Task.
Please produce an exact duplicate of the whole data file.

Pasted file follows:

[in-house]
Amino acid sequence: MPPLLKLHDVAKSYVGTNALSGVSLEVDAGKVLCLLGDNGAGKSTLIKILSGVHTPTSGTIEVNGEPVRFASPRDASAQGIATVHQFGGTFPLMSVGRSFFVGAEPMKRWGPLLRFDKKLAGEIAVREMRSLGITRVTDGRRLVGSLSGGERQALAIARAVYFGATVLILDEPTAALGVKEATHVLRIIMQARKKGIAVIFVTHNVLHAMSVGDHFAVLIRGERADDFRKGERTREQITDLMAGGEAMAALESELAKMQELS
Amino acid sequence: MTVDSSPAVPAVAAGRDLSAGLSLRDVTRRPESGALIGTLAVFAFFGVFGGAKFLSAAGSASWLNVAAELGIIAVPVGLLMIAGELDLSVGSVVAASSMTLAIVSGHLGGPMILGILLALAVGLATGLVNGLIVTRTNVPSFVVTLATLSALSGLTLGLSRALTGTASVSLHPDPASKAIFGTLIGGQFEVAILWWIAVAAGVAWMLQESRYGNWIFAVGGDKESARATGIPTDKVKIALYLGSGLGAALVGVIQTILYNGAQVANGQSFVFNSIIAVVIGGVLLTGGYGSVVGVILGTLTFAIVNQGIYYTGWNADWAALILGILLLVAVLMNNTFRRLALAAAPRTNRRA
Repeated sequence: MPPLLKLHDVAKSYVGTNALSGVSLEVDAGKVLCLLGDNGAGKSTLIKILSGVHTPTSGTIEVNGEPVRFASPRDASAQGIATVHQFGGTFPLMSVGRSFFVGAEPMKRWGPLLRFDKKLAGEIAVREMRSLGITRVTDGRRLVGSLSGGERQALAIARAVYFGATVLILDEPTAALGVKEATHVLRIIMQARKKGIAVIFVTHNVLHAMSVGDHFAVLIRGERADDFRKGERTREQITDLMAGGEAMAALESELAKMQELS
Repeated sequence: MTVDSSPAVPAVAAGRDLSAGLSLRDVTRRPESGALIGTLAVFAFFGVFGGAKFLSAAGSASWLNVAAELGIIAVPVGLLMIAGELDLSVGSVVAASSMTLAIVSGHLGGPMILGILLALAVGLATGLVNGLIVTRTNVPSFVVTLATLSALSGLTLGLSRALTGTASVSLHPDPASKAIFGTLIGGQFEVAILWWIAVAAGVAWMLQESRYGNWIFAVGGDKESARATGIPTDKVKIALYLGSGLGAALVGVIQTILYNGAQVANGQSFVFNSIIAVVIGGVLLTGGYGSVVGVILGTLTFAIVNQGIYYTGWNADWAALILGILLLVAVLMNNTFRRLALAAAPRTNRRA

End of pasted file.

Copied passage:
[in-house]
Amino acid sequence: MPPLLKLHDVAKSYVGTNALSGVSLEVDAGKVLCLLGDNGAGKSTLIKILSGVHTPTSGTIEVNGEPVRFASPRDASAQGIATVHQFGGTFPLMSVGRSFFVGAEPMKRWGPLLRFDKKLAGEIAVREMRSLGITRVTDGRRLVGSLSGGERQALAIARAVYFGATVLILDEPTAALGVKEATHVLRIIMQARKKGIAVIFVTHNVLHAMSVGDHFAVLIRGERADDFRKGERTREQITDLMAGGEAMAALESELAKMQELS
Amino acid sequence: MTVDSSPAVPAVAAGRDLSAGLSLRDVTRRPESGALIGTLAVFAFFGVFGGAKFLSAAGSASWLNVAAELGIIAVPVGLLMIAGELDLSVGSVVAASSMTLAIVSGHLGGPMILGILLALAVGLATGLVNGLIVTRTNVPSFVVTLATLSALSGLTLGLSRALTGTASVSLHPDPASKAIFGTLIGGQFEVAILWWIAVAAGVAWMLQESRYGNWIFAVGGDKESARATGIPTDKVKIALYLGSGLGAALVGVIQTILYNGAQVANGQSFVFNSIIAVVIGGVLLTGGYGSVVGVILGTLTFAIVNQGIYYTGWNADWAALILGILLLVAVLMNNTFRRLALAAAPRTNRRA
Repeated sequence: MPPLLKLHDVAKSYVGTNALSGVSLEVDAGKVLCLLGDNGAGKSTLIKILSGVHTPTSGTIEVNGEPVRFASPRDASAQGIATVHQFGGTFPLMSVGRSFFVGAEPMKRWGPLLRFDKKLAGEIAVREMRSLGITRVTDGRRLVGSLSGGERQALAIARAVYFGATVLILDEPTAALGVKEATHVLRIIMQARKKGIAVIFVTHNVLHAMSVGDHFAVLIRGERADDFRKGERTREQITDLMAGGEAMAALESELAKMQELS
Repeated sequence: MTVDSSPAVPAVAAGRDLSAGLSLRDVTRRPESGALIGTLAVFAFFGVFGGAKFLSAAGSASWLNVAAELGIIAVPVGLLMIAGELDLSVGSVVAASSMTLAIVSGHLGGPMILGILLALAVGLATGLVNGLIVTRTNVPSFVVTLATLSALSGLTLGLSRALTGTASVSLHPDPASKAIFGTLIGGQFEVAILWWIAVAAGVAWMLQESRYGNWIFAVGGDKESARATGIPTDKVKIALYLGSGLGAALVGVIQTILYNGAQVANGQSFVFNSIIAVVIGGVLLTGGYGSVVGVILGTLTFAIVNQGIYYTGWNADWAALILGILLLVAVLMNNTFRRLALAAAPRTNRRA